Winner of the Grand Jury Prize at the Cannes Film Festival, Nadine Labaki’s Capernaum (“Chaos”) tells the story of a Lebanese boy who sues his parents for the “crime” of giving him life.
Capernaum follows Zain, a gutsy streetwise child as he flees his negligent parents, survives through his wits on the streets, takes care of Ethiopian refugee Rahil (Yordanos Shiferaw) and her baby son, Yonas (Boluwatife Treasure Bankole), being jailed for a crime, and finally, seeks justice in a courtroom.
Capernaum was made with a cast of non-professionals playing characters whose lives closely parallel their own. Following her script, Labaki placed her performers in scenes and asked them to react spontaneously with their own words and gestures. When the non-actors’s instincts diverged from the written script, Labaki adapted the screenplay to follow them.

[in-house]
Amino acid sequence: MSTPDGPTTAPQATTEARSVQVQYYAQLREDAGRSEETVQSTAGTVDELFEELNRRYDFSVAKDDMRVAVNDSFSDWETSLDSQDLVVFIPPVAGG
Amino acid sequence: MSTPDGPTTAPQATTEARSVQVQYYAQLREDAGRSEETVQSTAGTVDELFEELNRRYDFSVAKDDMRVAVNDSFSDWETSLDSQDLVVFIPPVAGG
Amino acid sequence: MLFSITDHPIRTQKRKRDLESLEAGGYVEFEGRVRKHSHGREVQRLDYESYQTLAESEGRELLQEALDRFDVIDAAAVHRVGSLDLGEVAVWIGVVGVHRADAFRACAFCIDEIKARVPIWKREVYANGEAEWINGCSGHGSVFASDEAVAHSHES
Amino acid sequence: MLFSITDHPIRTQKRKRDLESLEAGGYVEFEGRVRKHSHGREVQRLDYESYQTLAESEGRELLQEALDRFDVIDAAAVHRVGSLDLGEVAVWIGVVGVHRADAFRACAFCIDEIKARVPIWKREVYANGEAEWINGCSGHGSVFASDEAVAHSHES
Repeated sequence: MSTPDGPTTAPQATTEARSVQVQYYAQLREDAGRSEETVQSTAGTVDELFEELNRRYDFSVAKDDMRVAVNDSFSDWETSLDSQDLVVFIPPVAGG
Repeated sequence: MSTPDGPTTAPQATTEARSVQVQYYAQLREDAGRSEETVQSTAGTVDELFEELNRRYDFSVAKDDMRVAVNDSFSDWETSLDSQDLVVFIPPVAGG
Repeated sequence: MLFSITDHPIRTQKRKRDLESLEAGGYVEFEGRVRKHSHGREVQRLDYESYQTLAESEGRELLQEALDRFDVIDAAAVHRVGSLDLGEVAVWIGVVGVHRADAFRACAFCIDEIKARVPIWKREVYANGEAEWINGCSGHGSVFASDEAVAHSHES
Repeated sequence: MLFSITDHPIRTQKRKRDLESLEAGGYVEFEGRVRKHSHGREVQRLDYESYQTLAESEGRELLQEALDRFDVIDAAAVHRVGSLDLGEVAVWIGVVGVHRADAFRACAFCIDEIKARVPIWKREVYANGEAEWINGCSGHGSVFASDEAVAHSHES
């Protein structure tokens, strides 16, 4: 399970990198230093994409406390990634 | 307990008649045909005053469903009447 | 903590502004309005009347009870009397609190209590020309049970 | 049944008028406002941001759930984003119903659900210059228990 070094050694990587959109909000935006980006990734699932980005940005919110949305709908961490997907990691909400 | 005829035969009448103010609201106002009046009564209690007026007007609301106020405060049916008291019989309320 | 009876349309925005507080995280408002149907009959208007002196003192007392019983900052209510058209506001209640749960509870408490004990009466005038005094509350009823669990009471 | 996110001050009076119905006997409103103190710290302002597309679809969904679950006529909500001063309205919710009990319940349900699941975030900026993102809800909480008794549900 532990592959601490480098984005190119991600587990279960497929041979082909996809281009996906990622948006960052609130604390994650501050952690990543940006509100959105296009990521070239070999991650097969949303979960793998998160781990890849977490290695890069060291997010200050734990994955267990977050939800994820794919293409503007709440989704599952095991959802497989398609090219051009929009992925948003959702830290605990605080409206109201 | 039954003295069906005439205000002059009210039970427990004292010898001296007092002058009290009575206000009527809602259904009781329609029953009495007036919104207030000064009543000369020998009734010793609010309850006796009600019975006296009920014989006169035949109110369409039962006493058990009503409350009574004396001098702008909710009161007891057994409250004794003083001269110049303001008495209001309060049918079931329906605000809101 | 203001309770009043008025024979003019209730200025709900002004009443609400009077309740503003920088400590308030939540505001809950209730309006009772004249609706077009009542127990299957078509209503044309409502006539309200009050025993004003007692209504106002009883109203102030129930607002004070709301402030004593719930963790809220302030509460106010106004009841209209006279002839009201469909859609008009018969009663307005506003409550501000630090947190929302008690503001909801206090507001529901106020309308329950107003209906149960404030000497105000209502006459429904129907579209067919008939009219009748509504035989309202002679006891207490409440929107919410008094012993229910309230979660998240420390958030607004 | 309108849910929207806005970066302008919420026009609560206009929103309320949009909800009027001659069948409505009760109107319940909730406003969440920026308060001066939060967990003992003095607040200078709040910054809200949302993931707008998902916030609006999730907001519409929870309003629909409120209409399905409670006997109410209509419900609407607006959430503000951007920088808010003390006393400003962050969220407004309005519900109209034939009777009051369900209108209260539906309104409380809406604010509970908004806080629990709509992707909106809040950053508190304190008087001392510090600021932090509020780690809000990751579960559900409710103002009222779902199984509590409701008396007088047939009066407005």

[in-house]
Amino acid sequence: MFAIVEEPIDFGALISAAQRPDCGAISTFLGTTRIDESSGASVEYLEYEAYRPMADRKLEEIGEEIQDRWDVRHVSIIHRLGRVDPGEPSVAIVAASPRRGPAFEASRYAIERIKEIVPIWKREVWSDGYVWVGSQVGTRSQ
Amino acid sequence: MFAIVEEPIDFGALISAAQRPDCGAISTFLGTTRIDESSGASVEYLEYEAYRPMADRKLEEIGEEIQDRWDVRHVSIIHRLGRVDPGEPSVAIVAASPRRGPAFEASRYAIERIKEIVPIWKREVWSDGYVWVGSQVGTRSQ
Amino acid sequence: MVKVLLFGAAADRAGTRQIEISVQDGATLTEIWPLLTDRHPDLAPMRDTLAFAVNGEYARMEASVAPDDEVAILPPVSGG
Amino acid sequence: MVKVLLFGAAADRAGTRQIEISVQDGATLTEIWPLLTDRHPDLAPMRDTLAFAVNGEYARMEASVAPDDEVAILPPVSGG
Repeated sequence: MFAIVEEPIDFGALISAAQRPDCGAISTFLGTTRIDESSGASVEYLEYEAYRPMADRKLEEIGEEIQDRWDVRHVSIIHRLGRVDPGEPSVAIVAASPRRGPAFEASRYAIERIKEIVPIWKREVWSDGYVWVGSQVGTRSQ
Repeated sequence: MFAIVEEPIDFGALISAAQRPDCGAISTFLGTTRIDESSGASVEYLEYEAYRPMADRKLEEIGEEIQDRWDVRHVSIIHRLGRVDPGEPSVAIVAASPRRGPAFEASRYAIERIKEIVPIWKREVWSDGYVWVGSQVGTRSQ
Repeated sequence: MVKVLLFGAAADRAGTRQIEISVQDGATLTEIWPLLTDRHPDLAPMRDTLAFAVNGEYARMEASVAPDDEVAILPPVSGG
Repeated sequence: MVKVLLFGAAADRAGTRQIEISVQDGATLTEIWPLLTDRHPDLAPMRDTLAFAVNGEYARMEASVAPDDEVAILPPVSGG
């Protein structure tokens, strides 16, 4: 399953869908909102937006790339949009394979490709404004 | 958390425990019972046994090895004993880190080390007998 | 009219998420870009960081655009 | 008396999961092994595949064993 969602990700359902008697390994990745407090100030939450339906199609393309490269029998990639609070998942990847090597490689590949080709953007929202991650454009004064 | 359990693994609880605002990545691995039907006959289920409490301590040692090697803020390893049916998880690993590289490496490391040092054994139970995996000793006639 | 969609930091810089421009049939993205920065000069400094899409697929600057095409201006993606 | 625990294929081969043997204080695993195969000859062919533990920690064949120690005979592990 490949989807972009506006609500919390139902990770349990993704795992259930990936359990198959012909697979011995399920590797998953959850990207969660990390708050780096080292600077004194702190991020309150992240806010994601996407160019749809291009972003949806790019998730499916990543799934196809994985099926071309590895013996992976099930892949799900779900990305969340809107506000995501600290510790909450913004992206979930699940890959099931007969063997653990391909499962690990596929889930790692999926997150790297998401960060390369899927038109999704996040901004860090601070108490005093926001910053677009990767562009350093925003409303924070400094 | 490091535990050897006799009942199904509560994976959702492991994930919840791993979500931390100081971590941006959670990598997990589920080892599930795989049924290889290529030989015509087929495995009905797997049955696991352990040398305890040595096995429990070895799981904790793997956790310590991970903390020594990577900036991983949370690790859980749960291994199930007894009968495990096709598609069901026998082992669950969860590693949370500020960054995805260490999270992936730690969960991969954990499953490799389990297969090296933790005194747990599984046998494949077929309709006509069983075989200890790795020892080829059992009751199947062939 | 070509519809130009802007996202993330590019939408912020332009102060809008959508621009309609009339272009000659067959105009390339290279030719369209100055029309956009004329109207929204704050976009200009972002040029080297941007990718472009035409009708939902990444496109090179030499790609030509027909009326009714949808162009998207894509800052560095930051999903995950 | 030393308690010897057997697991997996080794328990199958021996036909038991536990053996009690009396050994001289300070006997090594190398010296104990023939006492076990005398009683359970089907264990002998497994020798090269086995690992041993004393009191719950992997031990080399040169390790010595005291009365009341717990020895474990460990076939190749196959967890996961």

While steeped in the quiet routines of ordinary people, Capernaum is a film with an expansive palette: without warning it can ignite with emotional intensity, surprise with unexpected tenderness, and inspire with flashes of poetic imagery. Although it is set in the depths of a society’s systematic inhumanity, Capernaum is ultimately a hopeful film that stirs the heart as deeply as it cries out for action.